DOCTRINE OF RETROACTIVITY à Bears on the “federalism” question
o General Rule – Teague v. Lane à New rule of criminal procedure is not retroactively applicable on collateral review unless it meets one of the two exceptions – but only applies to federal courts
§ If falls in an exception = Applies to future cases, cases pending on direct review, federal habeas corpus proceedings (collateral attack)
§ Rulings – not an exception = Future cases, pending on direct review – not federal collateral attack on state conviction
o EXCEPTIONS à Court has never found new rule to satisfy 2nd (maybe Gideon)
§ Exception 1: Changes legal status of a defendant – making a new substantive rule that places D’s conduct beyond criminal law-making authority to forbid
§ Exception 2: Apply new rule if it is a watershed rule of procedure that bears of the accuracy of the truth-finding process
· Not only improve accuracy
· But – also alter understanding of the bedrock procedural elements essential to fairness of a proceeding

o Danforth v. Minnesota à scope of Teague
§ State courts are not required to recognize Teague constraints, but are not prohibited from doing so – may or may not apply federal retroactivity doctrine
§ Teague Rule à Only applies to federal habeas corpus petitions reviewing state court criminal convictions


“The right of the people to be secure in their persons, houses, papers, effects, against unreasonable

privacy in garbage let outside of someone’s home
· Aerial Surveillance Rule: the government can conduct non-sense enhanced/ can be obtained from the naked eye aerial surveillance in public navigable airspace
· US v. Karo: (Electronic beepers) installation of a tracking device/beeper does not violate the 4th amendment but if monitoring the beeper reveals information that could not have been obtained through visual surveillance then there is a 4th amendment search

· US v. Kyllo: (heat sensing) any physical intrusion into the home is a search within the context of the 4th amendment; there is a firm line drawn at the entrance of the house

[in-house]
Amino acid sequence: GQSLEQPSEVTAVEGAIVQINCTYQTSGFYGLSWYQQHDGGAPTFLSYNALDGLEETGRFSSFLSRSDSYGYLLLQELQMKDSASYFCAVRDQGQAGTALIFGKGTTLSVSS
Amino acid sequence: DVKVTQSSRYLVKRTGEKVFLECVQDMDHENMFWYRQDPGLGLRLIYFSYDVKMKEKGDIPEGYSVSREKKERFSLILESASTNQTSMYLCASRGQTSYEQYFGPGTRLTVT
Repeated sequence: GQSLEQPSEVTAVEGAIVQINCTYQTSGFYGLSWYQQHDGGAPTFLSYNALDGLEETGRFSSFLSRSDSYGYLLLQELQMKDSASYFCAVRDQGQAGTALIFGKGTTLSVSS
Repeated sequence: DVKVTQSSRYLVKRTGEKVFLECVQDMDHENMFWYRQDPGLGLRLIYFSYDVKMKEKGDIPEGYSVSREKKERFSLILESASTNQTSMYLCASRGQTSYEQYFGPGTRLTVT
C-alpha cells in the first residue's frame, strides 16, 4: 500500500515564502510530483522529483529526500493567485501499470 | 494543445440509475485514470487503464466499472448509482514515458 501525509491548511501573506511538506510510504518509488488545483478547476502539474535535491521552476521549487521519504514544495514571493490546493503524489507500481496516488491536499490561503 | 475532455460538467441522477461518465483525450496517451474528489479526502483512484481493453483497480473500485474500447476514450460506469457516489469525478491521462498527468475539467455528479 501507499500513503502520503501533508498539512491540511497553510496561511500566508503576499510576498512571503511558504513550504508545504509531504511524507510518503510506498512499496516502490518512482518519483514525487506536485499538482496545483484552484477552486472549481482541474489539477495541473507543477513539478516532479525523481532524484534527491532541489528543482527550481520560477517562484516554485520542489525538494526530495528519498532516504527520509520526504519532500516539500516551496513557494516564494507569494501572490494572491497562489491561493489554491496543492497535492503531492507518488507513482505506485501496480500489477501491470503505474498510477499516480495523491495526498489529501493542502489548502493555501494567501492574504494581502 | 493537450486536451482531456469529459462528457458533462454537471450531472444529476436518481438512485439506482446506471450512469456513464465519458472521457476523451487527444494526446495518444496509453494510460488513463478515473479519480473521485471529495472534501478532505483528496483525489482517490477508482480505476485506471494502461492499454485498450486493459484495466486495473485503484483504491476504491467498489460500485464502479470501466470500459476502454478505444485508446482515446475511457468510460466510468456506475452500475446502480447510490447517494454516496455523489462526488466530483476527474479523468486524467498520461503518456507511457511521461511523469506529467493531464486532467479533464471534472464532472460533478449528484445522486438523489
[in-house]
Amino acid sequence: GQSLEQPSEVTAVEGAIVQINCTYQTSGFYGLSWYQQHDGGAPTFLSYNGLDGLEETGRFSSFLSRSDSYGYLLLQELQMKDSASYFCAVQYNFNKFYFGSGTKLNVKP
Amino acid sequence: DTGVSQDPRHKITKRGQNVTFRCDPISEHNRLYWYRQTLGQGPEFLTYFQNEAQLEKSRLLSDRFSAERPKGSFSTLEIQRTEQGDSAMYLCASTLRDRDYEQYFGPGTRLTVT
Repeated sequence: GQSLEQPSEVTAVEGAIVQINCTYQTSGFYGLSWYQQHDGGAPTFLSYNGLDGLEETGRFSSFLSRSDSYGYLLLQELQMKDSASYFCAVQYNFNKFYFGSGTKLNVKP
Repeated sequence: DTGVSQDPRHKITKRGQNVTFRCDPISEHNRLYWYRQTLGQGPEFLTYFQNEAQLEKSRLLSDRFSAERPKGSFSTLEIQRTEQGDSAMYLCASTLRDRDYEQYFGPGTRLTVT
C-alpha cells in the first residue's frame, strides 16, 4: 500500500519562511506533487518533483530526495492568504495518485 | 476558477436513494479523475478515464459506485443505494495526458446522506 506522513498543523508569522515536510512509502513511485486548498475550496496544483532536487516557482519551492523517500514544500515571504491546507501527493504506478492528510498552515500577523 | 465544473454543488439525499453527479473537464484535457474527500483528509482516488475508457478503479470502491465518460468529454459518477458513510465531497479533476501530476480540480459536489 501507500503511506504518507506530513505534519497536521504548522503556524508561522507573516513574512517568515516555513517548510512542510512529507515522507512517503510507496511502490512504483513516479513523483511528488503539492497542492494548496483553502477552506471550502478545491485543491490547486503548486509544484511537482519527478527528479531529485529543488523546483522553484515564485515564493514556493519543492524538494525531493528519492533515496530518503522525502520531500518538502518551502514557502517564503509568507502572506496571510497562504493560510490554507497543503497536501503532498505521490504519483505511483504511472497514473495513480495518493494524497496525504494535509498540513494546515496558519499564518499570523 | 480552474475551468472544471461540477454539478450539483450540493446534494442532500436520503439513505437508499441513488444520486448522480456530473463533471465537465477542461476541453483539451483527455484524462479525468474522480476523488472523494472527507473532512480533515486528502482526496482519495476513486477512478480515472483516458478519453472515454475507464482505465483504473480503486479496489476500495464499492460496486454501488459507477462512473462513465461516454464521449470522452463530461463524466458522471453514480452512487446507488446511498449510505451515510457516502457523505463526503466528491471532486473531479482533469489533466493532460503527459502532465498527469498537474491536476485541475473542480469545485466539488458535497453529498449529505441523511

o Thermal imaging = 4th amendment search

· United States v. White: (PLAIN FALSE FRIENDS DOCTRINE – no expectation of privacy in a conversation) no 4th amendment search if a government agent acting as a friend listens to and reports or records incriminating statements
· Also applies where “false friend” wears a “wire” to record the conversation with defendant

· Zurcher v. Stanford Daily: mere evidence can be searched for and seized on the premises of an innocent 3d party – as well as fruits and instrumentalities of a crime

§ SEIZURE: police are authorized to seize any item (whether or not it is described in warrant) if:
· (1) They discover the item while searching a place that they have the authority to search;
· (2) The item is located in such area; and
· (3) They have probable cause to believe the item is subject to seizure.


· RULE: when – based upon the totality of the facts & circumstances within the officer’s knowledge and the facts and circumstances are reasonably trustworthy and those facts and circumstances would cause a reasonable person to believe that either a crime has been committed and the person arrested has committed a crime or in a search where a specific item will be found in the place that is to be searched (reasonable inference)